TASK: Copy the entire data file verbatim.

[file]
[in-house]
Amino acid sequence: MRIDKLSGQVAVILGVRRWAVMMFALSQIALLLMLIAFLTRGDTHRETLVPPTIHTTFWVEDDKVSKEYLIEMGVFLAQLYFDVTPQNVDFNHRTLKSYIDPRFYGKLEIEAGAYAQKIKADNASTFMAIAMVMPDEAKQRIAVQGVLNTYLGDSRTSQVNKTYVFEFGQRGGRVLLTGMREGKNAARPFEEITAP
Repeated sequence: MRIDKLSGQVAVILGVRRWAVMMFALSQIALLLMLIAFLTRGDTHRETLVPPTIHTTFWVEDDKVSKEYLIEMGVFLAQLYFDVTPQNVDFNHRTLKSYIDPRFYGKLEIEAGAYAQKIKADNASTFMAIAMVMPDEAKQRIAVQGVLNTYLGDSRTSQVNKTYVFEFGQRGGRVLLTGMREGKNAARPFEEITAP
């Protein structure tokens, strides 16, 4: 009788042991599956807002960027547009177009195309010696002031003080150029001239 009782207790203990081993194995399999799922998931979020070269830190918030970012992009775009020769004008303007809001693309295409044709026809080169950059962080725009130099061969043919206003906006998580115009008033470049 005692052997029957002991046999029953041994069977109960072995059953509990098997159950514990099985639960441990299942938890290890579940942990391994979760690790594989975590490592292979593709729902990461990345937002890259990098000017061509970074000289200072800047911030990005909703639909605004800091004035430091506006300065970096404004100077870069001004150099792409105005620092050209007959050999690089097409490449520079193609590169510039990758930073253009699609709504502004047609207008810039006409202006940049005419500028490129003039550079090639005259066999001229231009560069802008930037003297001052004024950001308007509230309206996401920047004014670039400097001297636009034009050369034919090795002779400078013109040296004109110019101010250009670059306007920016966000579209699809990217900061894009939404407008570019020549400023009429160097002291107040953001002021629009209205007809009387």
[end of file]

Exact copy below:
[in-house]
Amino acid sequence: MRIDKLSGQVAVILGVRRWAVMMFALSQIALLLMLIAFLTRGDTHRETLVPPTIHTTFWVEDDKVSKEYLIEMGVFLAQLYFDVTPQNVDFNHRTLKSYIDPRFYGKLEIEAGAYAQKIKADNASTFMAIAMVMPDEAKQRIAVQGVLNTYLGDSRTSQVNKTYVFEFGQRGGRVLLTGMREGKNAARPFEEITAP
Repeated sequence: MRIDKLSGQVAVILGVRRWAVMMFALSQIALLLMLIAFLTRGDTHRETLVPPTIHTTFWVEDDKVSKEYLIEMGVFLAQLYFDVTPQNVDFNHRTLKSYIDPRFYGKLEIEAGAYAQKIKADNASTFMAIAMVMPDEAKQRIAVQGVLNTYLGDSRTSQVNKTYVFEFGQRGGRVLLTGMREGKNAARPFEEITAP
């Protein structure tokens, strides 16, 4: 009788042991599956807002960027547009177009195309010696002031003080150029001239 009782207790203990081993194995399999799922998931979020070269830190918030970012992009775009020769004008303007809001693309295409044709026809080169950059962080725009130099061969043919206003906006998580115009008033470049 005692052997029957002991046999029953041994069977109960072995059953509990098997159950514990099985639960441990299942938890290890579940942990391994979760690790594989975590490592292979593709729902990461990345937002890259990098000017061509970074000289200072800047911030990005909703639909605004800091004035430091506006300065970096404004100077870069001004150099792409105005620092050209007959050999690089097409490449520079193609590169510039990758930073253009699609709504502004047609207008810039006409202006940049005419500028490129003039550079090639005259066999001229231009560069802008930037003297001052004024950001308007509230309206996401920047004014670039400097001297636009034009050369034919090795002779400078013109040296004109110019101010250009670059306007920016966000579209699809990217900061894009939404407008570019020549400023009429160097002291107040953001002021629009209205007809009387």